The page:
‘People?’ Yet, even as Maryam spoke, her brain began to make sense of what lay before her. This was not the wind-blown refuse of the jungle — these were bones. Hundreds of them, heaped below the dais and spreading out across the floor to either side. She shook her head, hoping her eyes were playing tricks on her, but when she’d blinked again there was no doubting it: the pile of bones was real.
She looked at Ruth beside her, and they held each other’s gaze. Then Ruth began to speak. ‘And it shall be, if thou forget the Lord thy God, and walk after other gods, and serve them, worship them, I testify against you this day that you shall surely perish.’
Her words struck to the core of Maryam’s doubt. Every time she turned her back on the Apostles’ teaching, it was as though the Lord sent forth new evidence that His words were real. She brushed Ruth’s hand from her arm, so overwhelmed by the dark shadow this new test cast on her spirit she had to escape her friend’s needy grasp.
She backed from the room, unable to tear her eyes from the spectre of the island’s dead: the bleached brittle bones of men and women, old and young, heaped together as if they’d died in one desperate moment, trapped in time. Long leg bones, disconnected at their knobbly joints. Spidery fingers pointing into space. Whole networks of collapsed ribs and twisted tracks of spines. Slick rounded skulls with their hollow eyes and empty nose-holes. And, most heart-wrenching of all, tiny disjointed bundles of bone held tightly in a mother’s dying embrace… (Into the Wilderness ©Mandy Hager 2010)
From this island they end up being detained on a prison island fashioned around the conditions of the detention camps on Nauru, an issue I wanted to give some air. To get the full, ghastly feel of this place I watched videos online, read investigator reports on it from human rights groups, and interviewed a refugee who had lived there for three years before coming to NZ. Interview is a fantastic means for finding specific detail. I could ask him about recurring images, the smells, the sounds at night, the things that most drove him nuts, psychological effects on him and those around him – and any strange things he remembered. He told me about the cats that lived there, about the smells, about a man who sat rocking from dawn till dusk, mentally unhinged, yet only given Panadol because there was no mental health support.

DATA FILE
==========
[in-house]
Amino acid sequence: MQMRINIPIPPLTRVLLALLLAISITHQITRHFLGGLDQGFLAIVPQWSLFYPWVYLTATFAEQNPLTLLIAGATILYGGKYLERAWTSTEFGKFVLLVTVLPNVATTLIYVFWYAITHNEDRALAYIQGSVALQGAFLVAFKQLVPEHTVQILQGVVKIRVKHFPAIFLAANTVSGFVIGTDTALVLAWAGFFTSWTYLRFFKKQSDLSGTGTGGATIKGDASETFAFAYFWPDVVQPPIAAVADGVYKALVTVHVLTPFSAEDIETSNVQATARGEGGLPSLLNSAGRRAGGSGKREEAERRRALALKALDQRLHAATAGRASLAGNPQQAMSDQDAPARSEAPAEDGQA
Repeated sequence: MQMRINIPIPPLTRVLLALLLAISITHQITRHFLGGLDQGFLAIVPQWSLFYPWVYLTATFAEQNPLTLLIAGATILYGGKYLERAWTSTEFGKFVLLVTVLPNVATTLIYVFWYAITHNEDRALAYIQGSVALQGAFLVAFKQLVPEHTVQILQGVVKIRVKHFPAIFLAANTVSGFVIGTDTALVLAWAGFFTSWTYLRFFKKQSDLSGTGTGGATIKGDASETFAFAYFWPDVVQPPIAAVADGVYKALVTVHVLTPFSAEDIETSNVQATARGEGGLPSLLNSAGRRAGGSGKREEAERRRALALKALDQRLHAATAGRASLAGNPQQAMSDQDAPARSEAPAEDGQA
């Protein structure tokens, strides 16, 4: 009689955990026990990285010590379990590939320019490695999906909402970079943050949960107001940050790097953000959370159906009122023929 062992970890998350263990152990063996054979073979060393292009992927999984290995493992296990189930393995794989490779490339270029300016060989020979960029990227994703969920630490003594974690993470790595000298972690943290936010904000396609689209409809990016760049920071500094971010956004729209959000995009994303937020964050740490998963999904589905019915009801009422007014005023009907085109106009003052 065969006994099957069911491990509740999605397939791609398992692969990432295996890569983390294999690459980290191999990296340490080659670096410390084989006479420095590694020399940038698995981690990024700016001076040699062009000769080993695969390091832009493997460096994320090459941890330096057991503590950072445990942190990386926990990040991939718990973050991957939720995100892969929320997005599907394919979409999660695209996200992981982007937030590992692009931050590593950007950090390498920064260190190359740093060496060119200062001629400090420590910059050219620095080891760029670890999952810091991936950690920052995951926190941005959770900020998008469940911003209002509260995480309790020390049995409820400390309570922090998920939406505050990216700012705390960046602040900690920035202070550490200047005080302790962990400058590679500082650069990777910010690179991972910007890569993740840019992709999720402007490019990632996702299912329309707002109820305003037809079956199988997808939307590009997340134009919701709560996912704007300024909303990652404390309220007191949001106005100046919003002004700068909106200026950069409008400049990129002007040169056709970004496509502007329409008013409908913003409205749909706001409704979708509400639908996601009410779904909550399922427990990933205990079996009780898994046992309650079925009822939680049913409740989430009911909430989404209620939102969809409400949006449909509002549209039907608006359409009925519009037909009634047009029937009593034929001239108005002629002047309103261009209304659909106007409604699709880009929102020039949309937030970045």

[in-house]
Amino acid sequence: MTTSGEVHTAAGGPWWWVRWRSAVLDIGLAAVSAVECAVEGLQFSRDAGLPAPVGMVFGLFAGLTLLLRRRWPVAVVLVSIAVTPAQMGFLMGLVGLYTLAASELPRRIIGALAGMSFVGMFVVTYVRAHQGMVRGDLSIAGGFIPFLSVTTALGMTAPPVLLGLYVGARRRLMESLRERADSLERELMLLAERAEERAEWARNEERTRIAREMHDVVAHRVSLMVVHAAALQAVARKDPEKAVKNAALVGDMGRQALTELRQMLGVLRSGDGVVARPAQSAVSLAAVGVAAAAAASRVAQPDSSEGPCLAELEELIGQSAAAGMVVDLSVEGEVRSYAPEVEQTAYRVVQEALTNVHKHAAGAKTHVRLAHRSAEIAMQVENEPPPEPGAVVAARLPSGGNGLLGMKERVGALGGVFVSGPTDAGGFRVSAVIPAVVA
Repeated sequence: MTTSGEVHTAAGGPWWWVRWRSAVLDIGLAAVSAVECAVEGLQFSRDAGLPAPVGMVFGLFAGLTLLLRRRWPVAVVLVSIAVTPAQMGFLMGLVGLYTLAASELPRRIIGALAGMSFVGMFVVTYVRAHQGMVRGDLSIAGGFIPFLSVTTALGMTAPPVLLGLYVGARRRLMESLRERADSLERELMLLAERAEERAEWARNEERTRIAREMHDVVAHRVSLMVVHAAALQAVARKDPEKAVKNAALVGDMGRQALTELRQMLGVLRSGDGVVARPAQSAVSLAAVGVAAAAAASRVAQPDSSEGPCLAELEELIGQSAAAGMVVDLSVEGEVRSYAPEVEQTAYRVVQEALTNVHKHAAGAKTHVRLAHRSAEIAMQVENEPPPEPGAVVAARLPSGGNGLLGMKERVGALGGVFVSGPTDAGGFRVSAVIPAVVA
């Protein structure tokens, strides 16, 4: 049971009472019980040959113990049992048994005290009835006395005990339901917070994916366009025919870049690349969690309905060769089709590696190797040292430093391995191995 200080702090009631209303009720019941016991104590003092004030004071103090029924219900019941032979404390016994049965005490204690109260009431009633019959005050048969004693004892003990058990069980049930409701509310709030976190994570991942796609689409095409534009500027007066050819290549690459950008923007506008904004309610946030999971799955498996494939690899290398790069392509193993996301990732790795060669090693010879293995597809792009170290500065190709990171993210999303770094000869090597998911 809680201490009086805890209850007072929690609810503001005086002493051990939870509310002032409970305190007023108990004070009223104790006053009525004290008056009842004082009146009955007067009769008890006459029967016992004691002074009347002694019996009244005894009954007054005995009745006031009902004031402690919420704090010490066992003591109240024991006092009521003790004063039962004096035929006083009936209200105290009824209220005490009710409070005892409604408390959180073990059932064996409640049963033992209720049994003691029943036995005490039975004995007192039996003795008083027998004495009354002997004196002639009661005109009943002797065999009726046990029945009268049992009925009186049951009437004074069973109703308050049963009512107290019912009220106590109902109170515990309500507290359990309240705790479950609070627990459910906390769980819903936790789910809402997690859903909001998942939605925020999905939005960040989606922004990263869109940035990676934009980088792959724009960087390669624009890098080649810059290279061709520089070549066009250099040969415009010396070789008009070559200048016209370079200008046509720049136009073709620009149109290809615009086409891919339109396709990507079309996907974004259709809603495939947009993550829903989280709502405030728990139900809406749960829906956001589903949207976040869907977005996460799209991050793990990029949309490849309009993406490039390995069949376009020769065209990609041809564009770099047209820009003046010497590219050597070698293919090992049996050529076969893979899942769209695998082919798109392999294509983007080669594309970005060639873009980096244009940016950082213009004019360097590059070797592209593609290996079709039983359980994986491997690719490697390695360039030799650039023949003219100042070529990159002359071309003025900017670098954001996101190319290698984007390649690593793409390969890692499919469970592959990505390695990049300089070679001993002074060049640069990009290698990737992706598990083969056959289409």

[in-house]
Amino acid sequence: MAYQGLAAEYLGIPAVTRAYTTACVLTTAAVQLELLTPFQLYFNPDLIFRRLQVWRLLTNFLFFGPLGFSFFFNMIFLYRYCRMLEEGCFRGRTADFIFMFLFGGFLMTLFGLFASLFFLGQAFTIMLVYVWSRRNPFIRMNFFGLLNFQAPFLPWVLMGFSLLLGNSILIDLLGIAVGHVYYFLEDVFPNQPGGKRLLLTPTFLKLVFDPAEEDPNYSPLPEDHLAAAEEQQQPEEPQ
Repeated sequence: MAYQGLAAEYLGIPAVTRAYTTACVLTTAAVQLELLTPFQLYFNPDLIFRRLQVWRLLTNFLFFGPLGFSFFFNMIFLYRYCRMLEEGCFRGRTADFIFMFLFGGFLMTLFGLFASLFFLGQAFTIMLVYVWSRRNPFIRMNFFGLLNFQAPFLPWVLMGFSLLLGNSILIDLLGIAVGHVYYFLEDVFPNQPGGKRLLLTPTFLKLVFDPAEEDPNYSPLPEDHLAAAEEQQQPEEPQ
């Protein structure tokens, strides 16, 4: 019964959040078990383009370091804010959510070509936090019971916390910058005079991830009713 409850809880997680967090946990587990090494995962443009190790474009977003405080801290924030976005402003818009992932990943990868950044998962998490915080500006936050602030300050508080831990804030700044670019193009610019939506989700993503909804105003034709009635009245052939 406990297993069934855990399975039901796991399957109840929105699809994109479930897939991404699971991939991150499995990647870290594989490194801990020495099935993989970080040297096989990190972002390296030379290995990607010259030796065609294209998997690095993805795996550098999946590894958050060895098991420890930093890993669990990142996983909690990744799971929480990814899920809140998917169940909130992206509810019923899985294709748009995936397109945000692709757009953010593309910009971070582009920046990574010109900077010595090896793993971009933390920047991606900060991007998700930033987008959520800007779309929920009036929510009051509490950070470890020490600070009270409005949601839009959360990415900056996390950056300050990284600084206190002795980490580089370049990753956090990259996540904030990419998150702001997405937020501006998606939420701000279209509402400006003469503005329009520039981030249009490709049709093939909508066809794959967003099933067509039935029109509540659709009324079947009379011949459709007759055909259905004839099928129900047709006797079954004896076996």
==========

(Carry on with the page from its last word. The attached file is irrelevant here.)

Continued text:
The scraggly group of children had dispersed, but the cluster of men standing silently beside the fence remained. There must have been a dozen or so dressed in soiled white full-length robes, not unlike the gowns Maryam and the other Chosen wore each Judgement time, and many had their heads wrapped in coiled strips of cloth as well. But this was not what drew her eye or sent her empty stomach churning over in disgust. As she stumbled past, she was appalled to see that each man’s mouth was roughly stitched to hold it shut: crusty ulcerating sores wept into their scruffy beards. Was this the kind of punishment to which the guard referred? She reached out for Ruth’s hand.
It was possible to get some measure of how the camp was ordered as they were led down alleyways formed by blocks of the box-like metal structures. Passing the first doorway, Maryam glimpsed inside: five claustrophobic rooms sectioned into each box, each of them housing up to three or four sleeping mats that barely fitted such a confined space. The smell of decayed eggs was much worse up here on the plateau, and it mixed with the stench of human waste and rubbish to make breathing almost impossible without the urge to gag. Maryam tucked her nose into the collar of her shirt, preferring the assault of her own stale sweat to the putrid air.